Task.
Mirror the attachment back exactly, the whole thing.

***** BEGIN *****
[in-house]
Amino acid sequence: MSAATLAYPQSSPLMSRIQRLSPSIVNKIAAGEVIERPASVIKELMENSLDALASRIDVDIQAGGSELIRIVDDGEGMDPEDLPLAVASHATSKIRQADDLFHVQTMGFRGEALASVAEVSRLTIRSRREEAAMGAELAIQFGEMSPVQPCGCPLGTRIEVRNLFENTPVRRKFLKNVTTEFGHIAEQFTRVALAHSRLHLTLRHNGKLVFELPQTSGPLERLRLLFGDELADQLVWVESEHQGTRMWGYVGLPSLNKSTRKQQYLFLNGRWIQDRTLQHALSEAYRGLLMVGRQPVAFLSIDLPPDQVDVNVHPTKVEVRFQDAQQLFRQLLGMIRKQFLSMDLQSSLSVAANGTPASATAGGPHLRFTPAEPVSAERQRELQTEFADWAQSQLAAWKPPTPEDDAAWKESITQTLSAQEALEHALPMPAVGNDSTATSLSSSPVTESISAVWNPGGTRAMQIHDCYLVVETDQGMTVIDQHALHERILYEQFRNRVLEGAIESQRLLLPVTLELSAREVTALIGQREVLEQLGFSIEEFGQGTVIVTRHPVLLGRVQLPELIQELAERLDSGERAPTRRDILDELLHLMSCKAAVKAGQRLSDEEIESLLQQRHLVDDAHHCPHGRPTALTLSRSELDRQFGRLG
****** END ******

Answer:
[in-house]
Amino acid sequence: MSAATLAYPQSSPLMSRIQRLSPSIVNKIAAGEVIERPASVIKELMENSLDALASRIDVDIQAGGSELIRIVDDGEGMDPEDLPLAVASHATSKIRQADDLFHVQTMGFRGEALASVAEVSRLTIRSRREEAAMGAELAIQFGEMSPVQPCGCPLGTRIEVRNLFENTPVRRKFLKNVTTEFGHIAEQFTRVALAHSRLHLTLRHNGKLVFELPQTSGPLERLRLLFGDELADQLVWVESEHQGTRMWGYVGLPSLNKSTRKQQYLFLNGRWIQDRTLQHALSEAYRGLLMVGRQPVAFLSIDLPPDQVDVNVHPTKVEVRFQDAQQLFRQLLGMIRKQFLSMDLQSSLSVAANGTPASATAGGPHLRFTPAEPVSAERQRELQTEFADWAQSQLAAWKPPTPEDDAAWKESITQTLSAQEALEHALPMPAVGNDSTATSLSSSPVTESISAVWNPGGTRAMQIHDCYLVVETDQGMTVIDQHALHERILYEQFRNRVLEGAIESQRLLLPVTLELSAREVTALIGQREVLEQLGFSIEEFGQGTVIVTRHPVLLGRVQLPELIQELAERLDSGERAPTRRDILDELLHLMSCKAAVKAGQRLSDEEIESLLQQRHLVDDAHHCPHGRPTALTLSRSELDRQFGRLG